Delhi: Khari Baoli's old ties with Kabul affected after Taliban's takes over

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Dry fruit shop in Khari Baoli (Photo/ANI)
Dry fruit shop in Khari Baoli (Photo/ANI)

New Delhi [India], August 31 (ANI): Afghanistan is one of the biggest dry fruit exporters in the world and has been driving the dry fruit business in Khari Baoli, the biggest wholesale dry fruit and spices markets in India, for centuries.

Amid disrupted imports from Afghanistan following the Taliban takeover of the country, the dry fruit prices have witnessed a surge in Delhi causing concern to the traders of the Khari Baoli market.

Speaking to ANI, Ashish Goyal, a trader whose family has been importing dry fruits from Afghanistan for four generations, lamented the decreasing sales due to inflated prices.

"My family has been importing dry fruits from Kabul for the past 80 years. But now that all kinds of imports from Afghanistan have dried up. It will be problematic for us if the imports remain closed for a long time. We will have to look at some other options," said Goyal.

He informed that many dry fruits like figs, almonds, apricots and raisins are primarily imported from Afghanistan.

"Because of the current situation there, the prices have increased by more than 25-30 per cent. Our business has been affected a lot because of the problem in Afghanistan and we are very worried," he said.

"The people are either avoiding buying dry fruits or buying in small quantities because of the skyrocketing prices. The sales have been affected a lot because of this," the trader added.

Khari Baoli in Chandni Chowk is a Mughal-era market popular for the wholesale trade of spices and dry fruits. For centuries, the market has attracted traders from all corners of the world.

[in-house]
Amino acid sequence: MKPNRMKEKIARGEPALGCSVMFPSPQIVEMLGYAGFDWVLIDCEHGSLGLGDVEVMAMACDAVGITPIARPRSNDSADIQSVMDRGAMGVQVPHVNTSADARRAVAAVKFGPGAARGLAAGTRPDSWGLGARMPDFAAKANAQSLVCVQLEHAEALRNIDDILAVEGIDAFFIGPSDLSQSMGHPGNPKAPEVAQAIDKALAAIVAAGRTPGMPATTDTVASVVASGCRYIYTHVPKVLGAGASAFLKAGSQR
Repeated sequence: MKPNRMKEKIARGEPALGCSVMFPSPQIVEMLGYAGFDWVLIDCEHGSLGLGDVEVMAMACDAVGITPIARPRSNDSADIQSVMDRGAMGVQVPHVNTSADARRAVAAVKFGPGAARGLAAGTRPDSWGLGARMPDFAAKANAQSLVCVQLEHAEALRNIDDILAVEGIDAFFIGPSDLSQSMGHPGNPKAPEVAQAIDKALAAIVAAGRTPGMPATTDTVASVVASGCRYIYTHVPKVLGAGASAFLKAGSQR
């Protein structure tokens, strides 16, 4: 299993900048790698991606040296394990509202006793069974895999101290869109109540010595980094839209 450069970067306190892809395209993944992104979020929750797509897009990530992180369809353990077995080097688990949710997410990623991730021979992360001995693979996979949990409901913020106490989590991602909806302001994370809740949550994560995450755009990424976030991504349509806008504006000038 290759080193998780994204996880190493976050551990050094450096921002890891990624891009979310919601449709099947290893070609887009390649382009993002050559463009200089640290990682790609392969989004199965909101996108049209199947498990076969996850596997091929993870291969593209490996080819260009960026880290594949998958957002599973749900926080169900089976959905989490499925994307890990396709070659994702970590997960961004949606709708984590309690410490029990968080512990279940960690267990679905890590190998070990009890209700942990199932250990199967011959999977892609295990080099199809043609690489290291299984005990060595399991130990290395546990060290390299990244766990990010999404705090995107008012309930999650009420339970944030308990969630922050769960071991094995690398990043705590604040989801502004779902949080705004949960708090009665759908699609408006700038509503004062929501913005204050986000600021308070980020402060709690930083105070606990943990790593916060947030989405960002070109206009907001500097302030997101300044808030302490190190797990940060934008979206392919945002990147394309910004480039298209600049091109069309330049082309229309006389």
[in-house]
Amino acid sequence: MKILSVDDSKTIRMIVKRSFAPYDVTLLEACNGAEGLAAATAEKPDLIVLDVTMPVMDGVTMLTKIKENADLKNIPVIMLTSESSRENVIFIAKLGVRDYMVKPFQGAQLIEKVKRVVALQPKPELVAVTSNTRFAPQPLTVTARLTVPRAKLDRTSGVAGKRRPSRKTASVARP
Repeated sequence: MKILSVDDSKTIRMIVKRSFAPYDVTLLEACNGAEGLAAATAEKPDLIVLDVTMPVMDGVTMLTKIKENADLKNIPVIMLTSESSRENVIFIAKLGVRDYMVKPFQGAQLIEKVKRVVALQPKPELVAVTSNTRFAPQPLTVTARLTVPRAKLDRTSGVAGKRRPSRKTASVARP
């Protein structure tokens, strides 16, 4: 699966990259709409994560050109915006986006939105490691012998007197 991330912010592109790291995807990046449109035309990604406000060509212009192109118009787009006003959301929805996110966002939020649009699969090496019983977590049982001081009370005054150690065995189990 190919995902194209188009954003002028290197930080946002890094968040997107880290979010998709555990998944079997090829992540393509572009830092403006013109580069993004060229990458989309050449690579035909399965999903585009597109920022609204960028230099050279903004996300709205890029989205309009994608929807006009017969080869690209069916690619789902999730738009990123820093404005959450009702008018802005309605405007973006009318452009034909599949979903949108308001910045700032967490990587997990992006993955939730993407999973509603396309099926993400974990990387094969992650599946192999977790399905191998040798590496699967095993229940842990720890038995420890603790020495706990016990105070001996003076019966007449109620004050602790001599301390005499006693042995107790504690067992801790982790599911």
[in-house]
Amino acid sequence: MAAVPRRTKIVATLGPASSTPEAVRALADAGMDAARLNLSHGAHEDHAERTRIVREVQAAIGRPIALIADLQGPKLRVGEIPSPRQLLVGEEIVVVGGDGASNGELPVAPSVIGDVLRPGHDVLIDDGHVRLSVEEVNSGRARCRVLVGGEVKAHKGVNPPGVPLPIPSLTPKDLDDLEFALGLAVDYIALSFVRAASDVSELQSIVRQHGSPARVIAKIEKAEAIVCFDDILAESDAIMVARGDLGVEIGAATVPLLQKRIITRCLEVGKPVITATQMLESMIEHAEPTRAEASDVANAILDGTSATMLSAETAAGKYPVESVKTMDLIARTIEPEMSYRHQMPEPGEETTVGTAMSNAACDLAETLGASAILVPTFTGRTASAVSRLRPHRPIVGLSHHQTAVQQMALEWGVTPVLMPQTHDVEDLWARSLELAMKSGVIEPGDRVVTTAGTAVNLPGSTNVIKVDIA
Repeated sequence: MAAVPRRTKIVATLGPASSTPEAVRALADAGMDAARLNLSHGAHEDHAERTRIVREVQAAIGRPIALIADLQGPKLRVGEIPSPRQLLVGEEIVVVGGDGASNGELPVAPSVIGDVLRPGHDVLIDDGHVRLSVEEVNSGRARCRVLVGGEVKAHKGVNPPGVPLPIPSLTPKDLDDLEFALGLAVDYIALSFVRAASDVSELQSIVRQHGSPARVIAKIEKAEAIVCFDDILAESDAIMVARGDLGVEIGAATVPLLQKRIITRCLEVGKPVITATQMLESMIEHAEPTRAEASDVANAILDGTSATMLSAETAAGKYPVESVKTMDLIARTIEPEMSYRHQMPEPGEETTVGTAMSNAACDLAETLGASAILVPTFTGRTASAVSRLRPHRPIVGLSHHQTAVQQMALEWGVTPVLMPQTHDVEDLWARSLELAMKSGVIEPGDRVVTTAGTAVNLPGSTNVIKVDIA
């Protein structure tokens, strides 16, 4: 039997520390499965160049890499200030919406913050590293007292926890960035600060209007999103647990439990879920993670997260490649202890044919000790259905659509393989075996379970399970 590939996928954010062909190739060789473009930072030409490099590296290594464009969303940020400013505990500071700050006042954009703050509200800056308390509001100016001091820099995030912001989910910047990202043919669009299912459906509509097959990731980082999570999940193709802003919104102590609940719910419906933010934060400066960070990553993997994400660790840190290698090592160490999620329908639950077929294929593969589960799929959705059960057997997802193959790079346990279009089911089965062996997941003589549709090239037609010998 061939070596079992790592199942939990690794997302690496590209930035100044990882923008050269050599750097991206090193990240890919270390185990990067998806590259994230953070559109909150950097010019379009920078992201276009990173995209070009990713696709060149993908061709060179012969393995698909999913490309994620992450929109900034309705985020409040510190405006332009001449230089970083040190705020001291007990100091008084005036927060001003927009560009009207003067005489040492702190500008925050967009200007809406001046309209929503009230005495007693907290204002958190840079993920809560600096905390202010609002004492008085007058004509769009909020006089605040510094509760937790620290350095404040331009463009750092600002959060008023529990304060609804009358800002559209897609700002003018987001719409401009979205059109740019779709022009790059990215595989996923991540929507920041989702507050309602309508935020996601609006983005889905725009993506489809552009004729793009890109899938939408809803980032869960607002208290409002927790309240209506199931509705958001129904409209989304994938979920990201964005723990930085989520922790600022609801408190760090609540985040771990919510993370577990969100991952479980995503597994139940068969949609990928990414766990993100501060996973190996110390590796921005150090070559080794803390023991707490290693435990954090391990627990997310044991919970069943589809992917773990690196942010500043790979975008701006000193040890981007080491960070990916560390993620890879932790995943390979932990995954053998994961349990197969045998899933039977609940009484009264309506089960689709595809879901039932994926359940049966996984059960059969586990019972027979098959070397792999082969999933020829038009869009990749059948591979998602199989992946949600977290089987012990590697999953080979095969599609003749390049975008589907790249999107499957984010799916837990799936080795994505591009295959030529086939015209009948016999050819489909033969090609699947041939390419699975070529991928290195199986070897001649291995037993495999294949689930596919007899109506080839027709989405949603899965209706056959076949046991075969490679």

Another wholesaler Santosh Soni informed that the prices of dry fruits imported from Afghanistan have increased by Rs 200 per kg to Rs 400 per kg within days.

"If the situation does not improve soon, then the disrupted imports might affect our supply chain, which will further affect our monthly budget. Because of the increased prices, many customers are buying fewer amounts of dry fruits," he said.

The violence has dramatically surged in Afghanistan after the US drawdown started in May. In the build-up to the August 31 deadline, the Taliban managed to seize the majority of the territory and key border crossings.

Earlier on August 15, the Afghanistan government collapsed with President Ashraf Ghani leaving the country and the Taliban taking over the capital city of Kabul.

The world is closely watching the unfolding situation in Afghanistan as the countries have scrambled to evacuate their citizens from Afghanistan. (ANI)

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